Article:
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The Internationalization of Criminal Justice

NCJ Number
Date Published
57 pages
This examination of the trend toward criminal justice as an international enterprise considers the international character of crime in the United States, the American criminal justice response to it, and international cooperative efforts in combating international crime.
At the turn of the century, international implications for America's criminal justice system have never been greater. Globalization is producing new challenges for criminal justice practitioners and researchers. Among the more significant aspects of this change are the international dimensions of crime, the impact of legal and illegal immigration, transnational organized crime, technological influences on global criminality, and the influence of a more diversified American culture. In this changing environment, the American criminal justice system -- largely police, courts, and corrections -- is facing and adapting to new forms of criminality, a growing recognition of the importance of international cooperation, threats on America's borders, and the proliferation of new types of crime. America's response to globalization in the criminal justice arena will require major changes in both law and policy, placing greater emphasis on the education and training of practitioners at all levels of government. In addition to culture and language, tomorrow's criminal justice practitioner must have a broader understanding of the legal systems of other countries and respect for the customs and practices of immigrants, as well as an increasing number of international visitors. Recognizing the future threat of global crime, the U.S. Government adopted an International Crime Control Strategy (ICCS) in 1998 to provide "a framework for integrating all facets of the Federal Government response to international crime." In response to the threat of international crime, the U.S. Government's ICCS has identified 8 broad goals and 30 implementing objectives to "combat international crime aggressively and substantially reduce its impact on the daily lives of Americans." This chapter presents these eight goals. 12 notes and 115 references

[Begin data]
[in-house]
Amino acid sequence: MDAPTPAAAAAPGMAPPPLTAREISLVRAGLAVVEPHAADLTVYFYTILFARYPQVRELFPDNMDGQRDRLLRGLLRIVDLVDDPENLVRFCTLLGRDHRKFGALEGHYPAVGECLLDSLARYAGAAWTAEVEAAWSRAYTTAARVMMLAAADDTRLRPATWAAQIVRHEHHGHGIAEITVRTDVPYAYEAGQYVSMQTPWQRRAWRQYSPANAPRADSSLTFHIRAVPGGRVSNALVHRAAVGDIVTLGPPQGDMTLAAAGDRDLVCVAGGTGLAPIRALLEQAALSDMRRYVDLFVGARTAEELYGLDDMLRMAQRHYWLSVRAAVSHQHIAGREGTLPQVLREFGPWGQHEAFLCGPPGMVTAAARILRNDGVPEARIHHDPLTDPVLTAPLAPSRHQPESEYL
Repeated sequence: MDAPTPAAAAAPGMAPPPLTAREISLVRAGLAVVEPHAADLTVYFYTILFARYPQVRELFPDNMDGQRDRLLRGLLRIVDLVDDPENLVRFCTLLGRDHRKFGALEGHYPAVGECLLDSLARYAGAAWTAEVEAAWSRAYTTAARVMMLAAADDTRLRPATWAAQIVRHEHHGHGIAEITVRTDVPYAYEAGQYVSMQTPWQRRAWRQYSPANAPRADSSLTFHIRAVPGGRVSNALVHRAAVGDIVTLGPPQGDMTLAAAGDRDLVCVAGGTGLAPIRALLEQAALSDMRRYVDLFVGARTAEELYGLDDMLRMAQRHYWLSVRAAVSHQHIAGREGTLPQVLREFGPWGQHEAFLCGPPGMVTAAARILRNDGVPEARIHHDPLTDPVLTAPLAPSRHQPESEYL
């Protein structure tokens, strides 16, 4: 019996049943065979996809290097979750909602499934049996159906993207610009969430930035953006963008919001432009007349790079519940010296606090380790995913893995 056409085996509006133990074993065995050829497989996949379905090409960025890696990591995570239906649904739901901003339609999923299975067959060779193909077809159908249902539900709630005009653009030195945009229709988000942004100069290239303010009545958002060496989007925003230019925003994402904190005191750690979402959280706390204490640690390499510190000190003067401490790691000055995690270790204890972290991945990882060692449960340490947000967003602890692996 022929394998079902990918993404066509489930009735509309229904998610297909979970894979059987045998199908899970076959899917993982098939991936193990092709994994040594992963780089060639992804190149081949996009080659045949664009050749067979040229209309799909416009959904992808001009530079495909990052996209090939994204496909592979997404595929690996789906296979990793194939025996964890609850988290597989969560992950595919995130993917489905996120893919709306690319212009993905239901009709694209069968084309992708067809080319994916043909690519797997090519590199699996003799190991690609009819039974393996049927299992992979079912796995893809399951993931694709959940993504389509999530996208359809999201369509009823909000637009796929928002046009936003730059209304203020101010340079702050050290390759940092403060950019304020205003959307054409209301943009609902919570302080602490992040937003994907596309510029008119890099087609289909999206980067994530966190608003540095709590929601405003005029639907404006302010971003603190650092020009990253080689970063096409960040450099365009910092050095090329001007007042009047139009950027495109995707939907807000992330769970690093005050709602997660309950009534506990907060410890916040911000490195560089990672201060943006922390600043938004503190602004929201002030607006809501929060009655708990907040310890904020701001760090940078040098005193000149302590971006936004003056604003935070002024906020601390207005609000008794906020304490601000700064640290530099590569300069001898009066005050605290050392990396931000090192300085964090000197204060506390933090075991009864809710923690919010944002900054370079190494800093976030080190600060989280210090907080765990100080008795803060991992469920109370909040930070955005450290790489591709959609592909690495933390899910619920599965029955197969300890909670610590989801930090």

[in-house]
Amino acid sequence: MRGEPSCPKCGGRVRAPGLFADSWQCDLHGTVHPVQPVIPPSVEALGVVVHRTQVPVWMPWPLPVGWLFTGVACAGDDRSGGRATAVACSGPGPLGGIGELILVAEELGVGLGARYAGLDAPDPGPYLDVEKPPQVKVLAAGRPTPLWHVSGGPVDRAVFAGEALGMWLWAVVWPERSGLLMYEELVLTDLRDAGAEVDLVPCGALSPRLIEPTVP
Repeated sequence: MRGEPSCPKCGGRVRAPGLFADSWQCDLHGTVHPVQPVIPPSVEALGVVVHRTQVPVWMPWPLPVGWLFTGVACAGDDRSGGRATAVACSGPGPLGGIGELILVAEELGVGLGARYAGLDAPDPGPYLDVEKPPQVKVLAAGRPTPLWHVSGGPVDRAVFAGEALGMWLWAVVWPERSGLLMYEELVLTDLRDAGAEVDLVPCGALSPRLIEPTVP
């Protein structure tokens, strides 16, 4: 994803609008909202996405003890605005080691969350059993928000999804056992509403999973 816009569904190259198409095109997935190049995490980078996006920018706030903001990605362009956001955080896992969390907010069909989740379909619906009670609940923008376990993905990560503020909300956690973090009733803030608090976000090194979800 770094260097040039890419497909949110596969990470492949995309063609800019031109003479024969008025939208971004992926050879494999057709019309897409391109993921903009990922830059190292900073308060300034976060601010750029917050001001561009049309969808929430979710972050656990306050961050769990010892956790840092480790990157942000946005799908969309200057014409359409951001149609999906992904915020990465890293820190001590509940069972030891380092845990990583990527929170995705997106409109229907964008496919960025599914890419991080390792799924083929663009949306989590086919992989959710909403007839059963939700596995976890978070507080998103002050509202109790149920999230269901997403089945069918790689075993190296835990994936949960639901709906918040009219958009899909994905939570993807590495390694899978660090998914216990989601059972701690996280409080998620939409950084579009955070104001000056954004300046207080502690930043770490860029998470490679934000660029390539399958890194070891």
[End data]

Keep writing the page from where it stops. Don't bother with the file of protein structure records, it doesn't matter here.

Date Published: January 1, 2000